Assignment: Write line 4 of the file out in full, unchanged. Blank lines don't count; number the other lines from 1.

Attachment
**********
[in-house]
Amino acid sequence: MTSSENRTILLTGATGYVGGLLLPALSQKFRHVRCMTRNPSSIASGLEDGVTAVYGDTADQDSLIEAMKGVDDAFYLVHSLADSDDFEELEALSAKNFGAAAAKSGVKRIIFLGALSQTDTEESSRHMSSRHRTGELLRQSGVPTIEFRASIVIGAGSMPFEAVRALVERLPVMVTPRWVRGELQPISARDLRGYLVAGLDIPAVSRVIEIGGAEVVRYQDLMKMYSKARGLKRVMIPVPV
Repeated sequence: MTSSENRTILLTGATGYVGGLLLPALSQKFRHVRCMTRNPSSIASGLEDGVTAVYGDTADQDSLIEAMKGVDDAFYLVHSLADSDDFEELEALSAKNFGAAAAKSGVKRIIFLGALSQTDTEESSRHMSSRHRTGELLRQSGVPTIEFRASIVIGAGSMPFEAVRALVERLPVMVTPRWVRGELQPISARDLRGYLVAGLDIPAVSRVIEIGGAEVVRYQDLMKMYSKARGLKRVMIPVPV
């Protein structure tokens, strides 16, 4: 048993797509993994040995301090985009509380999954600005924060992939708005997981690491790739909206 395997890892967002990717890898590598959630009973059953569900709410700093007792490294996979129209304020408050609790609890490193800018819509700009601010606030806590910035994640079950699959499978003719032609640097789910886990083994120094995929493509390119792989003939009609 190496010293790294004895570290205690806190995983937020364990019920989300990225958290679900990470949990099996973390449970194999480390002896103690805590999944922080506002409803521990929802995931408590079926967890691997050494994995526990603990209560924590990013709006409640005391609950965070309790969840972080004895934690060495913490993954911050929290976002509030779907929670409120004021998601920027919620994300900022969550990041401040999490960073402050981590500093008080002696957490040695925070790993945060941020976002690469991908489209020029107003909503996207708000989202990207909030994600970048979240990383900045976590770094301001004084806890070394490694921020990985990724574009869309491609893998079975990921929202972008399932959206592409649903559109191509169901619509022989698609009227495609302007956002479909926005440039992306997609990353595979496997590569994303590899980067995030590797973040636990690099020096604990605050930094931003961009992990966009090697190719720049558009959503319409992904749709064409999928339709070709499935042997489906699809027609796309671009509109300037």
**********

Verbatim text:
């Protein structure tokens, strides 16, 4: 048993797509993994040995301090985009509380999954600005924060992939708005997981690491790739909206 395997890892967002990717890898590598959630009973059953569900709410700093007792490294996979129209304020408050609790609890490193800018819509700009601010606030806590910035994640079950699959499978003719032609640097789910886990083994120094995929493509390119792989003939009609 190496010293790294004895570290205690806190995983937020364990019920989300990225958290679900990470949990099996973390449970194999480390002896103690805590999944922080506002409803521990929802995931408590079926967890691997050494994995526990603990209560924590990013709006409640005391609950965070309790969840972080004895934690060495913490993954911050929290976002509030779907929670409120004021998601920027919620994300900022969550990041401040999490960073402050981590500093008080002696957490040695925070790993945060941020976002690469991908489209020029107003909503996207708000989202990207909030994600970048979240990383900045976590770094301001004084806890070394490694921020990985990724574009869309491609893998079975990921929202972008399932959206592409649903559109191509169901619509022989698609009227495609302007956002479909926005440039992306997609990353595979496997590569994303590899980067995030590797973040636990690099020096604990605050930094931003961009992990966009090697190719720049558009959503319409992904749709064409999928339709070709499935042997489906699809027609796309671009509109300037």